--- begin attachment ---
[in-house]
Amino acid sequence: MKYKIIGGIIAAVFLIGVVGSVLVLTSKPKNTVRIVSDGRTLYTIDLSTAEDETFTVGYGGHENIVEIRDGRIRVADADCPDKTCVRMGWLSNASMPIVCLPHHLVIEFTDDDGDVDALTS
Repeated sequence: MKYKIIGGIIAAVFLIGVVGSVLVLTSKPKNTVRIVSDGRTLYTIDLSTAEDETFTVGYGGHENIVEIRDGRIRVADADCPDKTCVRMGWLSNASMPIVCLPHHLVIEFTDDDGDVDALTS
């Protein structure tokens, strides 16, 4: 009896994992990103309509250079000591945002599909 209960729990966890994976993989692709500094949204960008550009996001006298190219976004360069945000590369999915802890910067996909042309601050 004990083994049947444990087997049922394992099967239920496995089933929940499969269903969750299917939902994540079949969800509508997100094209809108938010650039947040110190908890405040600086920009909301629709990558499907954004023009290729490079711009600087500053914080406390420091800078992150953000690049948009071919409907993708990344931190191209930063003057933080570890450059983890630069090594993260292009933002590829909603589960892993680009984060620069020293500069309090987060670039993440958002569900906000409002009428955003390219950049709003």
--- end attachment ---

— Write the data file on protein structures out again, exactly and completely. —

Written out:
[in-house]
Amino acid sequence: MKYKIIGGIIAAVFLIGVVGSVLVLTSKPKNTVRIVSDGRTLYTIDLSTAEDETFTVGYGGHENIVEIRDGRIRVADADCPDKTCVRMGWLSNASMPIVCLPHHLVIEFTDDDGDVDALTS
Repeated sequence: MKYKIIGGIIAAVFLIGVVGSVLVLTSKPKNTVRIVSDGRTLYTIDLSTAEDETFTVGYGGHENIVEIRDGRIRVADADCPDKTCVRMGWLSNASMPIVCLPHHLVIEFTDDDGDVDALTS
């Protein structure tokens, strides 16, 4: 009896994992990103309509250079000591945002599909 209960729990966890994976993989692709500094949204960008550009996001006298190219976004360069945000590369999915802890910067996909042309601050 004990083994049947444990087997049922394992099967239920496995089933929940499969269903969750299917939902994540079949969800509508997100094209809108938010650039947040110190908890405040600086920009909301629709990558499907954004023009290729490079711009600087500053914080406390420091800078992150953000690049948009071919409907993708990344931190191209930063003057933080570890450059983890630069090594993260292009933002590829909603589960892993680009984060620069020293500069309090987060670039993440958002569900906000409002009428955003390219950049709003």